There is no easy or simple answer to the issue of helping overseas dogs, when there are many dogs in the UK sitting in pounds. Just looking at Wales, for instance, each year approximately 10,000 strays enter the system. Of these, roughly 4000 are reunited with their owners, and that leaves 6000 dogs needing to find homes. Unfortunately not all of them do, and around 500 dogs are killed in pounds each year (though thankfully the number has slowly declined in recent years). On top of these strays, rescues directly receive many dogs that are relinquished by their owners, and there is a steady stream too of ex racing greyhounds needing homes, as well as the pitiful dogs being spat out by puppy farmers, many of which end up in rescues. Believe me, if you want to home a needy dog, the UK can easily supply your requirements.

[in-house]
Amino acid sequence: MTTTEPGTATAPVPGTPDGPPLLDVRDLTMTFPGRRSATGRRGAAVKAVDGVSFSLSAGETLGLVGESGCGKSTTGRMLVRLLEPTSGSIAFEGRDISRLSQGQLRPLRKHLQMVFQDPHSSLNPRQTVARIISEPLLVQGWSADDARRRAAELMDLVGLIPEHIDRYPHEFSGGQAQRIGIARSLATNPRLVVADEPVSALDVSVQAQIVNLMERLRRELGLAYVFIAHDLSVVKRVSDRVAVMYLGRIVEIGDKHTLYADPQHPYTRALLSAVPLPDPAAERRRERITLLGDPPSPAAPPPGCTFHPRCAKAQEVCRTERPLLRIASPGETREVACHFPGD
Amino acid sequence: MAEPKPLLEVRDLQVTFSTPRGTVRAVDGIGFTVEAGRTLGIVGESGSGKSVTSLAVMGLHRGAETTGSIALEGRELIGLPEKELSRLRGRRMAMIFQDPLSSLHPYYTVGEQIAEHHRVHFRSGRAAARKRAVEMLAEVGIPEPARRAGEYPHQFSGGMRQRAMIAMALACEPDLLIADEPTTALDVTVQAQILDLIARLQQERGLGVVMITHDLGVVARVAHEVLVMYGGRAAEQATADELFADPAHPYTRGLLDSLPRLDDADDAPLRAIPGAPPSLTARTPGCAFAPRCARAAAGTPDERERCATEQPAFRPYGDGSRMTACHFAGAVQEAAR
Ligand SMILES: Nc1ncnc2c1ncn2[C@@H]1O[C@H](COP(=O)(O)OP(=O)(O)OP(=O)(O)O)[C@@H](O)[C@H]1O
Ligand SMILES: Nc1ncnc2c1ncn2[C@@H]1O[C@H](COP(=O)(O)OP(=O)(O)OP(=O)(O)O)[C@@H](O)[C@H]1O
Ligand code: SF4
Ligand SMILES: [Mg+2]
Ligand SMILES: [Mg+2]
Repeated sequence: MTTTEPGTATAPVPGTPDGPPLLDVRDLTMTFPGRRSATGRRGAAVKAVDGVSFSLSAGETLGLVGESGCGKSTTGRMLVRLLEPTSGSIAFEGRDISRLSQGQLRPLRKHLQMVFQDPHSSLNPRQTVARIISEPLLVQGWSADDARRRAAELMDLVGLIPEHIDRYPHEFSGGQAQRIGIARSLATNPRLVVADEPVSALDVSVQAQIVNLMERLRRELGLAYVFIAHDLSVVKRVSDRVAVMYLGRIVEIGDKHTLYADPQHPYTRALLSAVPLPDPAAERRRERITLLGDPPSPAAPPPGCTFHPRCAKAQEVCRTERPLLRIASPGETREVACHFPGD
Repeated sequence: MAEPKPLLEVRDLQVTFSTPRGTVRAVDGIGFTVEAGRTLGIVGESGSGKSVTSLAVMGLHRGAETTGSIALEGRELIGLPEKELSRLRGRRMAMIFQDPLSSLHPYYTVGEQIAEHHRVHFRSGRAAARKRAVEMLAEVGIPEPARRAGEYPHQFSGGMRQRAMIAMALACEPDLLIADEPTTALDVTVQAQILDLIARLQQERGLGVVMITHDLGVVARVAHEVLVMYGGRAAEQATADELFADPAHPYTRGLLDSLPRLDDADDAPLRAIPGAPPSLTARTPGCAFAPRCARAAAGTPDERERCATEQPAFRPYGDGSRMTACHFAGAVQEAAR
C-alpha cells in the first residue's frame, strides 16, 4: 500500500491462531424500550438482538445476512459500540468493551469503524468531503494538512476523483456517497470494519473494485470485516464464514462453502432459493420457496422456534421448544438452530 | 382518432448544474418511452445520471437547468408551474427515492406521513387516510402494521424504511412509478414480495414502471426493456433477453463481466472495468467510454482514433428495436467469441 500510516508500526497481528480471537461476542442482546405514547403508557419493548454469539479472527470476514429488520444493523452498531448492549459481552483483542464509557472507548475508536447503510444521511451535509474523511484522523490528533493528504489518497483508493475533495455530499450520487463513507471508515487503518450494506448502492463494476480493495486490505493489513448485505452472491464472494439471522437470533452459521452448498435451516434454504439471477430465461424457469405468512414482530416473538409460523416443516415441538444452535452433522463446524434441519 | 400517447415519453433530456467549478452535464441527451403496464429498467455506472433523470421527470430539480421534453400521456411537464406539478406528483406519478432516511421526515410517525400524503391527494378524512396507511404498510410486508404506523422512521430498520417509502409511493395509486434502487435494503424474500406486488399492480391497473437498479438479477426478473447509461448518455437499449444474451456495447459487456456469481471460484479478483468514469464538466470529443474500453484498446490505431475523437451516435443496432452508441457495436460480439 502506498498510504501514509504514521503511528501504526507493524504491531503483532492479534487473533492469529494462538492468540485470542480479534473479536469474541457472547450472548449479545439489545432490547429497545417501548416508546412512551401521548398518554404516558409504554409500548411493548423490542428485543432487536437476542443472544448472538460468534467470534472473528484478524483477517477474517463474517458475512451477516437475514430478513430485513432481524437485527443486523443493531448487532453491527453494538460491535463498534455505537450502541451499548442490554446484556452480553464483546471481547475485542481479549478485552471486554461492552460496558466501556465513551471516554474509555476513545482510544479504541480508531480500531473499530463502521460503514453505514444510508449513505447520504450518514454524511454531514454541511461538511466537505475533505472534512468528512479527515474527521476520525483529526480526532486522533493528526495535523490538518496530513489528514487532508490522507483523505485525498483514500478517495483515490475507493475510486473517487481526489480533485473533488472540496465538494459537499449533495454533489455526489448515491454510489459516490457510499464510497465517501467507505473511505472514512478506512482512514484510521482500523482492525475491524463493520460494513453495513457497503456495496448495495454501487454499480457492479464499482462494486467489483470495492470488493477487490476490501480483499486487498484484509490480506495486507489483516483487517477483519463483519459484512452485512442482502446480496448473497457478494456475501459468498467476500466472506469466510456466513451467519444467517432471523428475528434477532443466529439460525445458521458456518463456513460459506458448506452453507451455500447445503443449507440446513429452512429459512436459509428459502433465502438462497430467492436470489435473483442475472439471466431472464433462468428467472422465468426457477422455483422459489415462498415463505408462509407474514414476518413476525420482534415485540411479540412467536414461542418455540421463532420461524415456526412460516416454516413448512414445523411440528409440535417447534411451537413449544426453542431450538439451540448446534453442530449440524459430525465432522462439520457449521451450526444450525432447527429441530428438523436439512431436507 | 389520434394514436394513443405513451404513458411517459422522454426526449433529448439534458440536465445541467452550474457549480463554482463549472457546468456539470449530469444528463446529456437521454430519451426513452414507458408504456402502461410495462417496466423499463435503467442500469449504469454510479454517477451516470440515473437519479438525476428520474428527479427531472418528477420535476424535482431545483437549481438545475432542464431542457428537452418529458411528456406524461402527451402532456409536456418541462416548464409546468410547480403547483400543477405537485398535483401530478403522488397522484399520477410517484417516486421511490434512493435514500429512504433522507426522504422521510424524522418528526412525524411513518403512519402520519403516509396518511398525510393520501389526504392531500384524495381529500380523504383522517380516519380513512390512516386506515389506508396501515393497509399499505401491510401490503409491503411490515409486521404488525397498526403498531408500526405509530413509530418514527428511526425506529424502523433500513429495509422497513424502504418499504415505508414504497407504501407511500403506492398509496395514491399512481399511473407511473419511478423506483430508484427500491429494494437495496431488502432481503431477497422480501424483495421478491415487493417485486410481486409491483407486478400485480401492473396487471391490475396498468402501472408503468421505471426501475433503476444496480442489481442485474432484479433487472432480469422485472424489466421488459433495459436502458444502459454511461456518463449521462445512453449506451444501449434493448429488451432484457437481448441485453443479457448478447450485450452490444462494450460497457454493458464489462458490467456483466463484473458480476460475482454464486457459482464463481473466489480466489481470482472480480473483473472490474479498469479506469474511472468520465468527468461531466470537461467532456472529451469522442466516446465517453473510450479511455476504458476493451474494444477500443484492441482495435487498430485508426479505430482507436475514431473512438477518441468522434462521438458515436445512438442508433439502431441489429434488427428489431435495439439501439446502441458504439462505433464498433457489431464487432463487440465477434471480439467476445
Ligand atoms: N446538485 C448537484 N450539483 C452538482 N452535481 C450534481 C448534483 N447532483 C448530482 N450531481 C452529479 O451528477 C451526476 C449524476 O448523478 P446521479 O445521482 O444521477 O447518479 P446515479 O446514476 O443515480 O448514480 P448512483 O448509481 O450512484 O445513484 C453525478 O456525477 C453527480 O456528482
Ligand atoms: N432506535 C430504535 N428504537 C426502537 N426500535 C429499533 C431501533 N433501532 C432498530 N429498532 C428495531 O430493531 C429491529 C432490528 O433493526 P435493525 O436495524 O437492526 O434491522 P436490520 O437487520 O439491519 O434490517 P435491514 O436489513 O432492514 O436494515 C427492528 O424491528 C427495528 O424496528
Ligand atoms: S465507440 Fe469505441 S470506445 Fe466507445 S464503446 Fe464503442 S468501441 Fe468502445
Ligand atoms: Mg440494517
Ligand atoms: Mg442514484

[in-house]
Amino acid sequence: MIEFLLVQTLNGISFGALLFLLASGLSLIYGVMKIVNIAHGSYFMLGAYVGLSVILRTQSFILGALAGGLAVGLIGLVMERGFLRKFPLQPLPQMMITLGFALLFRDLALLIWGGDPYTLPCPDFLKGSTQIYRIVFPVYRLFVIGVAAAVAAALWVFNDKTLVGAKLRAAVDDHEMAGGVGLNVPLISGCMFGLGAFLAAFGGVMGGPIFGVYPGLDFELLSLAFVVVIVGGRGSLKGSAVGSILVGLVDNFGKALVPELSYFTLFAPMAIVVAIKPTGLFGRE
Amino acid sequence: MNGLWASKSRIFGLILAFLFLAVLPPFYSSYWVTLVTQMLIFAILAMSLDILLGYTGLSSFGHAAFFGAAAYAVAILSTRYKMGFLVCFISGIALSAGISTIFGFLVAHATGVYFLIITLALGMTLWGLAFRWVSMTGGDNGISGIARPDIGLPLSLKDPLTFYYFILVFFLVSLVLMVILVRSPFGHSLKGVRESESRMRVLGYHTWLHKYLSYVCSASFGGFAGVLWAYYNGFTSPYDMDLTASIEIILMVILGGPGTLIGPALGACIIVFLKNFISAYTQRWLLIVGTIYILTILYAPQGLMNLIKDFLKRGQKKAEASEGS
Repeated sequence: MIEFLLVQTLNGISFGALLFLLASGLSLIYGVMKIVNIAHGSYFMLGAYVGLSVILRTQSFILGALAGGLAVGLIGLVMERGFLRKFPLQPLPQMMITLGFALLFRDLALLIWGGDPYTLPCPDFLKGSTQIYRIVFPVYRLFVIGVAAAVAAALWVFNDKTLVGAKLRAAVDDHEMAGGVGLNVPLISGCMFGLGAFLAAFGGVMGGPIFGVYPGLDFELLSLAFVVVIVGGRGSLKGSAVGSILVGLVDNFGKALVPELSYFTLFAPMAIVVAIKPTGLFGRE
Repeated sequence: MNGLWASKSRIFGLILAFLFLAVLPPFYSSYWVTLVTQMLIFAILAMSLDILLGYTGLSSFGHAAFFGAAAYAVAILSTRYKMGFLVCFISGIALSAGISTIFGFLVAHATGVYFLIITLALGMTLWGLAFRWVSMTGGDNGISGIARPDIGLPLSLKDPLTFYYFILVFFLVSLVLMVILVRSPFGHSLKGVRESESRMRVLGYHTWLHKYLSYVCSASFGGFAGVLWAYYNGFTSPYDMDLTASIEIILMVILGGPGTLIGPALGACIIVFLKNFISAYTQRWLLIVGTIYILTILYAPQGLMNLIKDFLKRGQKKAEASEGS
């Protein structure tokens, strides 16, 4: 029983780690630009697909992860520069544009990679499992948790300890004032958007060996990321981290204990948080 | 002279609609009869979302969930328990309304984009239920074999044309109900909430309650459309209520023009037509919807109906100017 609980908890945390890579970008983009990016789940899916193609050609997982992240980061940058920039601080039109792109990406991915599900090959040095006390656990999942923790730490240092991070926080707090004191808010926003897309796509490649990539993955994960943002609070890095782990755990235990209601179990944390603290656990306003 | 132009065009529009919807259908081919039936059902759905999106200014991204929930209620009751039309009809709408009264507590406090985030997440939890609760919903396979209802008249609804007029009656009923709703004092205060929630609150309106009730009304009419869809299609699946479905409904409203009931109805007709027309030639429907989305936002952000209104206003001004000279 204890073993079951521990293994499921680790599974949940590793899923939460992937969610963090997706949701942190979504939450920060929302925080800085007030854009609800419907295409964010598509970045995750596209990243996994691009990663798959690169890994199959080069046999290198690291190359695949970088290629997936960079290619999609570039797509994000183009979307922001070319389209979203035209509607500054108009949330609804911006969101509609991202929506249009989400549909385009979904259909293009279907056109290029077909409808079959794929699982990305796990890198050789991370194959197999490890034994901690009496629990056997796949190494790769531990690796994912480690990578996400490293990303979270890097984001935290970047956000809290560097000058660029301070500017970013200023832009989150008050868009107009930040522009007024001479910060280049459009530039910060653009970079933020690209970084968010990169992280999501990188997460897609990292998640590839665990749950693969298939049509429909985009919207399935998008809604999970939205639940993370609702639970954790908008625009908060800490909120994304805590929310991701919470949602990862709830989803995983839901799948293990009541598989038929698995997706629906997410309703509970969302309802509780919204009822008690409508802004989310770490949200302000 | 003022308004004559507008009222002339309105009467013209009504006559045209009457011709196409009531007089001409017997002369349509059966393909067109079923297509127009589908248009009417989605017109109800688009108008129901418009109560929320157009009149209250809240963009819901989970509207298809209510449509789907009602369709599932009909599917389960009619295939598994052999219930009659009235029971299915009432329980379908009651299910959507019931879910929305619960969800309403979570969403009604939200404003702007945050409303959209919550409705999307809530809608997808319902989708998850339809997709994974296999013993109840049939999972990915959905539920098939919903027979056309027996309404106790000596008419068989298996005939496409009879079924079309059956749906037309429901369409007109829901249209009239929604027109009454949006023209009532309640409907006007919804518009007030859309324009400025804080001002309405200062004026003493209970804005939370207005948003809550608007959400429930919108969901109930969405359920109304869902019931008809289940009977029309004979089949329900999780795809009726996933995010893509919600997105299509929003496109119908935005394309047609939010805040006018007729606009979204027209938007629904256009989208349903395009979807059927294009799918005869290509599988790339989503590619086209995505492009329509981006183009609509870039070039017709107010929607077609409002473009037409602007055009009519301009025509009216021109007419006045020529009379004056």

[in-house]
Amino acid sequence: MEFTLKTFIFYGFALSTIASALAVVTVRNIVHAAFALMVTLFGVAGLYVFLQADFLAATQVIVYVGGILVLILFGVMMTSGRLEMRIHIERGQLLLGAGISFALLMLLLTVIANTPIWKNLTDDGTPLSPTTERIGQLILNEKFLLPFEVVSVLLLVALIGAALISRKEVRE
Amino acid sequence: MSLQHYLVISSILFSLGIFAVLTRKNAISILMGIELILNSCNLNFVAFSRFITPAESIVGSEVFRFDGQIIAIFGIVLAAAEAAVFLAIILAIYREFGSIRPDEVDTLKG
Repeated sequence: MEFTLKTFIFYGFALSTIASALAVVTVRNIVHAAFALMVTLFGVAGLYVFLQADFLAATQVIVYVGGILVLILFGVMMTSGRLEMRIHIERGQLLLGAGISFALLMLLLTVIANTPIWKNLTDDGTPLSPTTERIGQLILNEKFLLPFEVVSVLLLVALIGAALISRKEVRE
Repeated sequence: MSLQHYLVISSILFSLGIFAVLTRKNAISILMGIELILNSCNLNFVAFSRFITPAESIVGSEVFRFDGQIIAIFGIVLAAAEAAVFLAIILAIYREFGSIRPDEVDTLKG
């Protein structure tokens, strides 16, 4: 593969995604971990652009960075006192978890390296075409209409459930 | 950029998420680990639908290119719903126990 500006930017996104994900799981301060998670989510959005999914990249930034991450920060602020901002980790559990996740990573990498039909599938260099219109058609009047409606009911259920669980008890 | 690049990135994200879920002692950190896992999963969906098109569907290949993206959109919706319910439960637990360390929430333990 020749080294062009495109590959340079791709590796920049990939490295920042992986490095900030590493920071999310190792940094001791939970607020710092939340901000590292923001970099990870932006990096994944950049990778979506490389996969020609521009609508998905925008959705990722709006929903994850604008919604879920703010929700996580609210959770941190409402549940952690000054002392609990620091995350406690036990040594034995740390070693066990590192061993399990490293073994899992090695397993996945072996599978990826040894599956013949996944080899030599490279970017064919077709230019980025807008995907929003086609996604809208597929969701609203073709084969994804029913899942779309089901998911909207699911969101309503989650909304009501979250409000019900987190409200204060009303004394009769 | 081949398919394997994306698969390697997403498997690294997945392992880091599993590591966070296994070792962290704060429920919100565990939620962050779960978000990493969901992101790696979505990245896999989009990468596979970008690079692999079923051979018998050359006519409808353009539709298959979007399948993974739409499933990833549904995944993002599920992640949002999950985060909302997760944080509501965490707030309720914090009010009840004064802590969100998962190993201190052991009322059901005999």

However, like many dog owners and animal volunteers, I share your concern about conditions for animals (not just dogs) overseas. My own view is that while I don't personally support importing dogs, I do support giving aid and assistance to developing sustainable long term dog welfare programmes in other countries. That could include donating, or it could mean providing help in setting up the long term political lobbying needed to change attitudes and the legislative framework. Simply importing a dog without attempting to change the setting that generates them is not sustainable and only creates a vacancy.